“The scientific community have given their full support to list the basking shark under Section 23 of the Wildlife Act, now is the right time to protect them and their habitats”

Signatories include with Dr Johnston include fellow basking shark group founding member Dr Simon Berrow, Galway-Mayo Institute of Technology; Dr. Phillip Doherty, University of Exeter; Dr Kevin Flannery, Irish Elasmobranch Group; Pádraic Fogarty, Irish Wildlife Trust; Sarah Fowler, European Elasmobranch Group; Chelsea Grey, Dr Paul Mayo, Dr Donal Griffin, Alex McInturf, Heather Vance and Dr Natasha Phillips of the Irish Basking Shark Group; Jackie and Graham Hall, members of Manx Basking Shark Watch.

Also signatories are Dr Lauren Hartny-Mills, Hebridean Whale and Dolphin Trust; Ali Hood, Shark Trust UK; Dr Jonathan Houghton, Queens University Belfast; Dr Peter Klimley, University of California, USA; Heidi McIlvenny, Ulster Wildlife Trust; Dr Paul Mensink, Western University, Canada; Dr Nicholas L. Payne, Trinity College Dublin; Professor David Sims, Marine Biological Association of the UK; Padraig Whooley, Irish Whale and Dolphin Group; and Dr Matthew Witt of the University of Exeter.

Sign the petition here

Published in Sharks, Marine Wildlife
Lorna Siggins

About The Author

Lorna Siggins

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Lorna Siggins is a print and radio reporter, and a former Irish Times western correspondent. She is the author of Everest Callling (1994) on the first Irish Everest expedition; Mayday! Mayday! (2004) on Irish helicopter search and rescue; and Once Upon a Time in the West: the Corrib gas controversy (2010).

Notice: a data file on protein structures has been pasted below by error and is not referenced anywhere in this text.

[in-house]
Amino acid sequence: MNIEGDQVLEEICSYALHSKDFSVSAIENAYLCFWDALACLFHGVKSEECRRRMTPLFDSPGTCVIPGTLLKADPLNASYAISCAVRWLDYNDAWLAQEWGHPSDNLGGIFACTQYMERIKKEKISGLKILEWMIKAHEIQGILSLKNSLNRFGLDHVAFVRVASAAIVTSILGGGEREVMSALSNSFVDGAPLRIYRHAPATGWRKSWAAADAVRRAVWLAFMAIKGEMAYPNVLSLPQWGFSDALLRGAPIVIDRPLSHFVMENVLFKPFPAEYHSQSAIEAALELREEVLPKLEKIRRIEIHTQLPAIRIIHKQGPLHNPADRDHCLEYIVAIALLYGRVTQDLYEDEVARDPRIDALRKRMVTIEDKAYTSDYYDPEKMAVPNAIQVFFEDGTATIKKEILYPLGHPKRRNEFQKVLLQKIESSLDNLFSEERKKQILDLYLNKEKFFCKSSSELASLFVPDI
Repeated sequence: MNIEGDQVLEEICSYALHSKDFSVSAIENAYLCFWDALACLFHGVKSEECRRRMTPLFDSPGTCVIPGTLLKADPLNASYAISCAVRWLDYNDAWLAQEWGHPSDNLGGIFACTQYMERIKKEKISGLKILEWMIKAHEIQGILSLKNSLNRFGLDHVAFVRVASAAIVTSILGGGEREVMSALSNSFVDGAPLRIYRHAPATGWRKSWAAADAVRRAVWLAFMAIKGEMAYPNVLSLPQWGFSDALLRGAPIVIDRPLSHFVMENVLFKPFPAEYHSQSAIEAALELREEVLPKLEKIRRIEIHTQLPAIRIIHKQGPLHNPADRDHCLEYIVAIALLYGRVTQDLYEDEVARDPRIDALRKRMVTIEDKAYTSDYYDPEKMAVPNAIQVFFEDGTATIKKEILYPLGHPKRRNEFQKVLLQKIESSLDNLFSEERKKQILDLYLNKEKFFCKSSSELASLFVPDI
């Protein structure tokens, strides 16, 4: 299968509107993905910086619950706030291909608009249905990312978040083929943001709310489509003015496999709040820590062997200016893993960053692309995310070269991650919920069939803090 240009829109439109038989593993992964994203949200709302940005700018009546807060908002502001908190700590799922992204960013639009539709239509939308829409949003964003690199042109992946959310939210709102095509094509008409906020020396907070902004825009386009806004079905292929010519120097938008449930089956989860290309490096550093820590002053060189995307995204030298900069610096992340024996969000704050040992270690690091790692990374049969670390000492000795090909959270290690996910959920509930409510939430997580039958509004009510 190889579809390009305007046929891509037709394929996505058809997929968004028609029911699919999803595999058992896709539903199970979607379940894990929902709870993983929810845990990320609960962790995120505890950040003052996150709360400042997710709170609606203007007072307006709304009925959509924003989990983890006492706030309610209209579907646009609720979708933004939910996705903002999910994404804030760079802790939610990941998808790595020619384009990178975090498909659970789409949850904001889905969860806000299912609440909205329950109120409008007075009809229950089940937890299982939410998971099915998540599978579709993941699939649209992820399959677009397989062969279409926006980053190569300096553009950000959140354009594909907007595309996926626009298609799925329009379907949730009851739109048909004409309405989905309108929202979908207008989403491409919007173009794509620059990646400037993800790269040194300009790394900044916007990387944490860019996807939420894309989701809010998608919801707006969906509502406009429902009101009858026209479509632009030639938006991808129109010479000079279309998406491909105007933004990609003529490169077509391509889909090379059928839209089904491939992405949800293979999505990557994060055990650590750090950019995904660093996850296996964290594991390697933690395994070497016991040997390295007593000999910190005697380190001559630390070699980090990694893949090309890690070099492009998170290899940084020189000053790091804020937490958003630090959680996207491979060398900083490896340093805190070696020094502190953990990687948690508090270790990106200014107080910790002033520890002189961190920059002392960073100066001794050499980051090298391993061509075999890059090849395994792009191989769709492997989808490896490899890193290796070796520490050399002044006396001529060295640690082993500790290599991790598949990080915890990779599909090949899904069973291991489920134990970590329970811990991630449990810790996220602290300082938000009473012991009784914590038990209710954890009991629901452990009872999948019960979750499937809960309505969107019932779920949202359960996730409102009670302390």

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Sharks in Irish waters

Irish waters are home to 71 species of shark, skates and rays, 58 of which have been studied in detail and listed on the Ireland Red List of Cartilaginous fish. Irish sharks range from small Sleeper sharks, Dogfish and Catsharks, to larger species like Frilled, Mackerel and Cow sharks, all the way to the second largest shark in the world, the Basking shark. 

Irish waters provide a refuge for an array of shark species. Tralee Bay, Co. Kerry provides a habitat for several rare and endangered sharks and their relatives, including the migratory tope shark, angel shark and undulate ray. This area is also the last European refuge for the extremely rare white skate. Through a European Maritime and Fisheries Fund (EMFF) project, Marine Institute scientists have been working with fishermen to assess the distribution, diversity, and monthly relative abundance of skates and rays in Tralee, Brandon and Dingle Bays.

“These areas off the southwest coast of Ireland are important internationally as they hold some of the last remaining refuges for angel shark and white skate,” said Dr Maurice Clarke of the Marine Institute. “This EMFF project has provided data confirming the critically endangered status of some species and provides up-to-date information for the development of fishery measures to eliminate by-catch.” 

Irish waters are also home to the Black Mouthed Catshark, Galeus melastomus, one of Ireland’s smallest shark species which can be found in the deep sea along the continental shelf. In 2018, Irish scientists discovered a very rare shark-nursery 200 nautical miles off the west coast by the Marine Institute’s ROV Holland 1 on a shelf sloping to 750 metres deep.